Wednesday, March 02, 2011


Damnation. HU 1987. PC: Hungarian Film Institute / Hungarian Television / Mokép. P: József Marx. D: Béla Tarr. SC: László Krasznahorkai, Béla Tarr. DP: Gábor Medvigy - b&w. AD+cost: Gyula Pauer. Makeup: Edit Basilides. M: Mihály Vig. ED: Ágnes Hranitzky. S: Tamás Márkus. Consultant: András Bálint Kovács. Cast: Miklos B. Szekely (Karrer), Vali Kerekes (torch singer at the Titanik), Gyula Pauer (Willarsky the bartender), Győrgy Cserhalmi (Sebastyen, the singer's husband). 116 min. Dvd with a fine transfer and English subtitles viewed in Helsinki, 2 March 2011.

Revisited Béla Tarr's breakthrough feature film where his unique vision is already fully developed. Stark black and white cinematography, a compelling charge in the frames, a feeling of subterranean forces about to erupt, a profound melancholy tinged with black humour. This is the one-sided love-affair of Karrer to the singer of the Titanik bar. They are all tangled with a smuggling scheme which goes awry. There is an affinity with David Lynch in the uncanny mood of many sequences, and Tarr's obsession with water and rain is Tarkovskyan. But in his own already assured way Béla Tarr has a unique and compelling vision to portray. I saw Kárhozat for the first time in Budapest soon after its release but I have to confess I felt then that I had seen Stalker already.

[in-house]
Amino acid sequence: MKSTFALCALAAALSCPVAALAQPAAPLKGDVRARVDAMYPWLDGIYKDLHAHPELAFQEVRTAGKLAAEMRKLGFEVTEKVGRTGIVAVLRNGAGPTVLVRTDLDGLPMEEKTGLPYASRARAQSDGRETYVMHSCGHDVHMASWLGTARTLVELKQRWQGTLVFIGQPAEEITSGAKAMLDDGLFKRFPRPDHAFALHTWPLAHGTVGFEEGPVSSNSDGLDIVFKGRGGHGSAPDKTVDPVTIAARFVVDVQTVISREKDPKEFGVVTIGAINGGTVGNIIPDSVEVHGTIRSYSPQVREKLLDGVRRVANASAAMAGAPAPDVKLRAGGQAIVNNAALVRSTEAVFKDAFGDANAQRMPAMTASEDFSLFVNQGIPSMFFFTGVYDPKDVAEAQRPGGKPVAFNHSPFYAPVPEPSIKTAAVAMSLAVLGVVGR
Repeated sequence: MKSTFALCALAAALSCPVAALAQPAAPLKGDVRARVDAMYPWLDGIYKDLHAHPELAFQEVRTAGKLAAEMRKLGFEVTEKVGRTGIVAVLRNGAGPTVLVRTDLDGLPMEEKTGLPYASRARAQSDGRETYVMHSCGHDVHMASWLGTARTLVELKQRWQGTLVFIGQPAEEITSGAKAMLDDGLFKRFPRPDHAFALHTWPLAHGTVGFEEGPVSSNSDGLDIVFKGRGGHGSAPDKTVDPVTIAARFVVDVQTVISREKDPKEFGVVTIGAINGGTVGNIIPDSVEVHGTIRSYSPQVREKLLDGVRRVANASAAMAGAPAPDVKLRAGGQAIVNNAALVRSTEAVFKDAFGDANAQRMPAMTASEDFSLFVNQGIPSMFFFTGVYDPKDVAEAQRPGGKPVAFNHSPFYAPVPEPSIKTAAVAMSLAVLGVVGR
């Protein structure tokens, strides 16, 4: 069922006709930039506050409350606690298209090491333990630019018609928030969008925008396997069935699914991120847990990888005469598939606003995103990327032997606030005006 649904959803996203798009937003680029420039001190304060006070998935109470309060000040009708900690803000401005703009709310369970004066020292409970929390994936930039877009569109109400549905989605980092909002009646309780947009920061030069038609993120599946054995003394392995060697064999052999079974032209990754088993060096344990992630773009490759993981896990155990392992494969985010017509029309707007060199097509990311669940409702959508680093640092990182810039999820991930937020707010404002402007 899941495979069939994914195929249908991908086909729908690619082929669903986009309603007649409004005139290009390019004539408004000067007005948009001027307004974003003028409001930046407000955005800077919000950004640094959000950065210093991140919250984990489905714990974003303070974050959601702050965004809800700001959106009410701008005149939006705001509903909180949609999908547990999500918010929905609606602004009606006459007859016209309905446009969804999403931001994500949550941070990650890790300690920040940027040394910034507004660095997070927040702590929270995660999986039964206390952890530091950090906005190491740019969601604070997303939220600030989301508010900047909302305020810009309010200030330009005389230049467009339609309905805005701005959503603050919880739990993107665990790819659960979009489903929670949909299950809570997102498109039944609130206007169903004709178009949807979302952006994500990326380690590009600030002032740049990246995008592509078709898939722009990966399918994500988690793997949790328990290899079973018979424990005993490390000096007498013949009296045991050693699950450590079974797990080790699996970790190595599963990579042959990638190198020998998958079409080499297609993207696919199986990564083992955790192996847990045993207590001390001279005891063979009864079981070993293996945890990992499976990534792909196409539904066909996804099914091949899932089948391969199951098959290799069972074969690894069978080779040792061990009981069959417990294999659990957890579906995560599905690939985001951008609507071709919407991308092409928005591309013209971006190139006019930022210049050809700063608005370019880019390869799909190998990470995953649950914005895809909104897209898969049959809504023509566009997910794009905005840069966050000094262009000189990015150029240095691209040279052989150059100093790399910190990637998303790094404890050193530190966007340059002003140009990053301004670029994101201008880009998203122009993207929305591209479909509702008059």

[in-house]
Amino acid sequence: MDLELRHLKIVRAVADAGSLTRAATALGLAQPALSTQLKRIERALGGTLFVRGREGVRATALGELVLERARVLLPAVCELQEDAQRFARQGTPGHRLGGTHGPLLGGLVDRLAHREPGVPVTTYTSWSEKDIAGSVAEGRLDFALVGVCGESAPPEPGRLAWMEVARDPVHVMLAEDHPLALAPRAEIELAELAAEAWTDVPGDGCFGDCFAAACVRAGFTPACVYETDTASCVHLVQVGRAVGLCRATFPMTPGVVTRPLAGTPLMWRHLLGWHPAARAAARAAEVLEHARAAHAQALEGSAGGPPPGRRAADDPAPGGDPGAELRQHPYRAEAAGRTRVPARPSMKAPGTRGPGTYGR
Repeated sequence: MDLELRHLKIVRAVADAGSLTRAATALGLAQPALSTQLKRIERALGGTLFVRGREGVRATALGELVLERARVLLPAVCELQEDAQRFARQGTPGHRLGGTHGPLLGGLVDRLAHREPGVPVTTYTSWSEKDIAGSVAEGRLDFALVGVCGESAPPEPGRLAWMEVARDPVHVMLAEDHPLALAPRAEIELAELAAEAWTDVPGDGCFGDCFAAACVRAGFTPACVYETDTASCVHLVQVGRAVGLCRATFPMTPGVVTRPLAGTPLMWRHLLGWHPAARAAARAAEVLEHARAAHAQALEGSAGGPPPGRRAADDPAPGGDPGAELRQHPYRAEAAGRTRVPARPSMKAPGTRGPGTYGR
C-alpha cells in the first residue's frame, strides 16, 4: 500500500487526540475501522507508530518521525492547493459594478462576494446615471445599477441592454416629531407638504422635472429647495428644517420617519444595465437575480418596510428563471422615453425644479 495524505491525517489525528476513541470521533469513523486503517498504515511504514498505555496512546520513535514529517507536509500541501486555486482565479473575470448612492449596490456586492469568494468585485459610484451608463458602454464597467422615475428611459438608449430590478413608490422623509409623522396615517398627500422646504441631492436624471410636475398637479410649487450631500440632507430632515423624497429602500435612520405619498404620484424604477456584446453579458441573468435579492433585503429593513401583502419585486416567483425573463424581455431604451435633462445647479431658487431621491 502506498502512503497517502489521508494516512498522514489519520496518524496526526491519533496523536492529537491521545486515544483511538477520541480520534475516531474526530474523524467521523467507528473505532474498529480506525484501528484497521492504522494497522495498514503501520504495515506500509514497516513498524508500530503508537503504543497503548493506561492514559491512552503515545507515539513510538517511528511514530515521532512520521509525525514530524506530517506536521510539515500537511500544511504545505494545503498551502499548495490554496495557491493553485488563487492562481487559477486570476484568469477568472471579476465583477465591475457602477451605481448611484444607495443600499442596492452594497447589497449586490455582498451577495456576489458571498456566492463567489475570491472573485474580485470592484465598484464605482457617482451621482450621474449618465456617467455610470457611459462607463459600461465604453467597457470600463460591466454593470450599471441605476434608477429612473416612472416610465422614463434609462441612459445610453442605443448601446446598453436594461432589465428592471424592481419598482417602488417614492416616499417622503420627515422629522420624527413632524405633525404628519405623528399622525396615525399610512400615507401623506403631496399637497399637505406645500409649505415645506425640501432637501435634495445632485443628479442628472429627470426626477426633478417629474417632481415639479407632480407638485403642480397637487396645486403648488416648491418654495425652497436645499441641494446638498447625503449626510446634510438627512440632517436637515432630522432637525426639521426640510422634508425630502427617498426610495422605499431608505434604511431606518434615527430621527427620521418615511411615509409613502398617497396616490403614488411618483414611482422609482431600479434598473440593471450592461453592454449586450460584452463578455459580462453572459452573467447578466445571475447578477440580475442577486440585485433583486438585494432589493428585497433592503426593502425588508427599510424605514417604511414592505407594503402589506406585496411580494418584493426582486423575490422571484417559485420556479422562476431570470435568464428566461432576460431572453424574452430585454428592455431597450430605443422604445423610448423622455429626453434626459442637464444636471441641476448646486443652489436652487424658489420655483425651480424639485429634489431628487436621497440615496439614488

No comments: